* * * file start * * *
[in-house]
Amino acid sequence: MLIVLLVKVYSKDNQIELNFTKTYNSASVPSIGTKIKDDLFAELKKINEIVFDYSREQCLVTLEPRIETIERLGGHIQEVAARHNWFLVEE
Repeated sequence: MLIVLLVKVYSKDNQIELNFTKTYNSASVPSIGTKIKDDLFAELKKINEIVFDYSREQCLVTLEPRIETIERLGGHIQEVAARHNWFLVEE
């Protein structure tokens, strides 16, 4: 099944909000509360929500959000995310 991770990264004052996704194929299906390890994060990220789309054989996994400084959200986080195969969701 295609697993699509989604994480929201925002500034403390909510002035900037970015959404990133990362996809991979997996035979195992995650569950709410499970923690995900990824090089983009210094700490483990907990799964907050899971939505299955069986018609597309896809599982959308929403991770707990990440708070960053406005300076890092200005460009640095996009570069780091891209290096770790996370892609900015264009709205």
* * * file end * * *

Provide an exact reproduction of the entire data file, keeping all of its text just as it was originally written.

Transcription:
[in-house]
Amino acid sequence: MLIVLLVKVYSKDNQIELNFTKTYNSASVPSIGTKIKDDLFAELKKINEIVFDYSREQCLVTLEPRIETIERLGGHIQEVAARHNWFLVEE
Repeated sequence: MLIVLLVKVYSKDNQIELNFTKTYNSASVPSIGTKIKDDLFAELKKINEIVFDYSREQCLVTLEPRIETIERLGGHIQEVAARHNWFLVEE
């Protein structure tokens, strides 16, 4: 099944909000509360929500959000995310 991770990264004052996704194929299906390890994060990220789309054989996994400084959200986080195969969701 295609697993699509989604994480929201925002500034403390909510002035900037970015959404990133990362996809991979997996035979195992995650569950709410499970923690995900990824090089983009210094700490483990907990799964907050899971939505299955069986018609597309896809599982959308929403991770707990990440708070960053406005300076890092200005460009640095996009570069780091891209290096770790996370892609900015264009709205």